This past fall, Apt. 9 Press published Five, a poetry collection by five different poets. With the start of VERSeFest this week, we thought this was be the perfect opportunity to profile all five writers featured in this collection. Today we look at the work of Jesslyn Delia Smith, an Ottawa-based author whose work has appeared in ottawater, the Bywords Quarterly Journal, The Steel Chisel, and In/Words Magazine. (See also part 1, part 3, part 4 and part 5 of this series of five profiles).
The most captivating aspect of Jesslyn Delia Smith’s poems, and the most striking once you’ve read the ten included in Five, are their thematic interconnectedness. Images of home, apartments and rooms are the leitmotifs in almost all the poems, including the opening “weather,” and closing “house party.” The first stanza in “weather” opens with the lines:you sell the apartment downtown, with no time to clean cobwebs below aging decks, motivation to research new tenants
Possibly alluding to Smith’s daytime job working in a real estate office, the enjambed lines give new meaning to the archetypal image of a spider’s web, old and dusted. Rich in interpretive power, the stanza suggests the maturing and decline of the seller, the “you” in this poem, whose motivation has started to stagnate. Just as earth and slime gets caught in a spider’s web, so too, the “you” gets caught in the act of selling apartments and looking for new tenants.
The second stanza switches from “you” to “we,” while the poem ends with “i.” The shifts in pronouns create movement in the poem, and keep it lively. The “you” in the first stanza is continuously being redefined, first on his or her own terms, then within the relationship he or she shares with the speaker, and finally, in terms of the distance and absence with the speaker. The transitions are effective and powerful.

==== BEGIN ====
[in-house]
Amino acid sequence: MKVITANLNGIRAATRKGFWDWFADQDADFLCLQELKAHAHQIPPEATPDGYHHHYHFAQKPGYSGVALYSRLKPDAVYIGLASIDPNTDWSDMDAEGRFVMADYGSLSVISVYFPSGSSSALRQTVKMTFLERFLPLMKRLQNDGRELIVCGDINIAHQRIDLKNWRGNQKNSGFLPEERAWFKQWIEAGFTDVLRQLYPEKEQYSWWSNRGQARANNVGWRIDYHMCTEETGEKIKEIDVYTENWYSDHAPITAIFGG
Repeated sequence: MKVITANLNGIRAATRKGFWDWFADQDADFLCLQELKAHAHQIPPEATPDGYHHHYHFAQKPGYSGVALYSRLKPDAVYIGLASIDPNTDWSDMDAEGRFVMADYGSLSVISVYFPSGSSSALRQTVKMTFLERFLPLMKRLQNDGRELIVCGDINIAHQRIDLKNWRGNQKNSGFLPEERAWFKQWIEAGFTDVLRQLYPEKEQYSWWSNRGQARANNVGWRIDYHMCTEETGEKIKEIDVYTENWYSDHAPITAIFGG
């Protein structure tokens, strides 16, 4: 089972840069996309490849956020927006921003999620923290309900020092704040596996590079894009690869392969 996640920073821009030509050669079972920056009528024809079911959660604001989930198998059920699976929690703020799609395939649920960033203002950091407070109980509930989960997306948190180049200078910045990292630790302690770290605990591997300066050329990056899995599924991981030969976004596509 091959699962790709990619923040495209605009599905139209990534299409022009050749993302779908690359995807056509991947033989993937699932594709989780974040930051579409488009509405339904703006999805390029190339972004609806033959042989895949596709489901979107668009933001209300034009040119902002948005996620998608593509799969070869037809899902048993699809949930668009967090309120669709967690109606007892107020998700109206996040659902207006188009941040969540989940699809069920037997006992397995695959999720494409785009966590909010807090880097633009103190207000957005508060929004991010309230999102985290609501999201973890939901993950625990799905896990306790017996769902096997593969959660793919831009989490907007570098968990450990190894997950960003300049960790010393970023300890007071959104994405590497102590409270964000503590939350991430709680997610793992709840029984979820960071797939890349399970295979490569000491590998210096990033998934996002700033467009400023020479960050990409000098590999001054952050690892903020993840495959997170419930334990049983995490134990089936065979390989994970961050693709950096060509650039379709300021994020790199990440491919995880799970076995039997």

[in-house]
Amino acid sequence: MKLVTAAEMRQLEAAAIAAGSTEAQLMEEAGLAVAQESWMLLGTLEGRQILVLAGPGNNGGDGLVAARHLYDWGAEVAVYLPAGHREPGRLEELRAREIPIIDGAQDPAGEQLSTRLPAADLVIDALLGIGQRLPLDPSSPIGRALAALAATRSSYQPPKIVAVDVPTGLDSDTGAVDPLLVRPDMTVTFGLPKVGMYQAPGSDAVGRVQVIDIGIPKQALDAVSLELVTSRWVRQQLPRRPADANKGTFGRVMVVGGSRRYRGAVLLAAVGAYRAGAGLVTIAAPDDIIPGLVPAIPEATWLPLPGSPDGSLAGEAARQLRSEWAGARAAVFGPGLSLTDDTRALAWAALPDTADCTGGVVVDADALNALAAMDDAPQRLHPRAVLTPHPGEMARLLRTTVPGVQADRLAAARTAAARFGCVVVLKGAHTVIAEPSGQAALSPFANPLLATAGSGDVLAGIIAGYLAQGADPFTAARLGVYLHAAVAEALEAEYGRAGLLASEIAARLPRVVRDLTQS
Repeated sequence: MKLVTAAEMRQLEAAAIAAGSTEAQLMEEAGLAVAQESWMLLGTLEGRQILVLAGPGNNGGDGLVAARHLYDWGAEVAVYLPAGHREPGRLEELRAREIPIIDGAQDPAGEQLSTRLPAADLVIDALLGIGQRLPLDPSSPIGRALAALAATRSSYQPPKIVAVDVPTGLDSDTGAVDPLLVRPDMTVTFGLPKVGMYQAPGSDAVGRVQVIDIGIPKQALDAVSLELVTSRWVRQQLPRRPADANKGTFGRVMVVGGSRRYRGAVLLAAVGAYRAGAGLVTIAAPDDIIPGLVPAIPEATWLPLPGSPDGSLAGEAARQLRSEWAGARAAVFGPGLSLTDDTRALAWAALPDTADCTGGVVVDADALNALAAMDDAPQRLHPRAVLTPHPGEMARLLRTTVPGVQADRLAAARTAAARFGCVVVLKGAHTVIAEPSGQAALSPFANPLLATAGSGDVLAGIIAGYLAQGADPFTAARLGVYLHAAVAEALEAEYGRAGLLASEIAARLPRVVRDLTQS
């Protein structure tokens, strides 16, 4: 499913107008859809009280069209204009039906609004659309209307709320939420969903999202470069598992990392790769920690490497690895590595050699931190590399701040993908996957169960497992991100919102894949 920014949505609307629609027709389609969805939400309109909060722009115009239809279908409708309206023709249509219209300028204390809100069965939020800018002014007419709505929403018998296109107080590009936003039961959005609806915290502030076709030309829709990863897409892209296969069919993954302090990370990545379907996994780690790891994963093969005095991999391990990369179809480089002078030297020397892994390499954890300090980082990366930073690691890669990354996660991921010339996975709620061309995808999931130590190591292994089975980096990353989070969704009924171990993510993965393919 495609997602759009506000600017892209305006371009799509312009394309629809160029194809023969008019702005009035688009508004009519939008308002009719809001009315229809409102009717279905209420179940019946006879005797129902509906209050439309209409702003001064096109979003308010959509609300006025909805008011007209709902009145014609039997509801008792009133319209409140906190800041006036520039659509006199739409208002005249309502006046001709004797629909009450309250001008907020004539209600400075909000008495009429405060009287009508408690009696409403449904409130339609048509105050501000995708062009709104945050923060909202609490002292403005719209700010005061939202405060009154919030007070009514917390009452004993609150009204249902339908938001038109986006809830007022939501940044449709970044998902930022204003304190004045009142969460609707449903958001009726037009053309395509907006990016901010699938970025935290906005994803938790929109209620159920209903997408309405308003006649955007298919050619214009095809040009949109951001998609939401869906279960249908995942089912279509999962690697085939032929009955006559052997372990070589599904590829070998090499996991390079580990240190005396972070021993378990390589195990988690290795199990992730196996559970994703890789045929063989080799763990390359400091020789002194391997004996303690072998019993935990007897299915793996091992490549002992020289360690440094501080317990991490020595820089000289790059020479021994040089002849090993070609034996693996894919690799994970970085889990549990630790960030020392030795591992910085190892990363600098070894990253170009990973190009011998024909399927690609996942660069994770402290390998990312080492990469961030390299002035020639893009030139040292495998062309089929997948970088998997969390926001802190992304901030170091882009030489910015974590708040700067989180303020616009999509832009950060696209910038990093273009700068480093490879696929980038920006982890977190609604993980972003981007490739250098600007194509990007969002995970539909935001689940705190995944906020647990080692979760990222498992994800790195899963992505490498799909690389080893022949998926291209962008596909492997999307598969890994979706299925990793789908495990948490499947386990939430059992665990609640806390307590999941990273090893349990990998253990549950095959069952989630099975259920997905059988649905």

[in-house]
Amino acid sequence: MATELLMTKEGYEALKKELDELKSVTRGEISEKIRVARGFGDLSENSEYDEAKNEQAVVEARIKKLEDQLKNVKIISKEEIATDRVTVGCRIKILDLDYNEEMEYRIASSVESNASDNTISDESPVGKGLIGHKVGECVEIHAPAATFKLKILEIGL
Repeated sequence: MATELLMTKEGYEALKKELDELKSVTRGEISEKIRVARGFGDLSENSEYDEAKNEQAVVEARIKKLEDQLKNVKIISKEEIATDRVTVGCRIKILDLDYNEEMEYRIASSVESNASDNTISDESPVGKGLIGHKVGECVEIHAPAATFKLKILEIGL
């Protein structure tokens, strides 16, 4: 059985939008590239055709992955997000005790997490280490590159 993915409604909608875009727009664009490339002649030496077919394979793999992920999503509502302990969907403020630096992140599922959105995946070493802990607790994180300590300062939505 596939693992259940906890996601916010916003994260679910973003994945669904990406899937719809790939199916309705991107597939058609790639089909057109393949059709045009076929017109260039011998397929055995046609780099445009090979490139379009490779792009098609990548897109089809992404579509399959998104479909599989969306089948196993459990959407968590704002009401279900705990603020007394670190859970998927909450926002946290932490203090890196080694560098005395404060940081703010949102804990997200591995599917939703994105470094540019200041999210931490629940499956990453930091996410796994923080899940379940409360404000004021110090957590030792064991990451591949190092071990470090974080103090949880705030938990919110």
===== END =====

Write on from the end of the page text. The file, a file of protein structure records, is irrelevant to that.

Smith’s use of resonance which strengthens the interconnectedness between the poems, is most striking in “wait,” “catching turtles,” and “weight.” In particular, “wait” is filled with domestic imagery — “ i make the bed,” “sun filters through curtains,” and “the longing is fresh with the laundry” — that ground the poem’s passage of time.
The line “each moment folds into / the next,” associates the image of folding sheets with the movement of time. The poem is seeped with absence. The absence of whomever the speaker of the poem is waiting for. This is a tender and intense poem, gentle and simple, and yet agonized, wanting.
In “catching turtles,” the closing line “the end of the day,” is a repetition of “i fold sheets alone / at the end of the day,” in the middle of “wait.” The speaker of the poem seems to refer to the same “you” as in “weather,” and perhaps the same you in “weight”: “where i regret” and a few lines later, “your lonely mistake.” The phonetic resonance between “wait” and “weight” is obvious, as is the return to the domestic sphere with the image of home:a place not evolving, or not anymore, a place where we stand in the grass, where no one is calling us home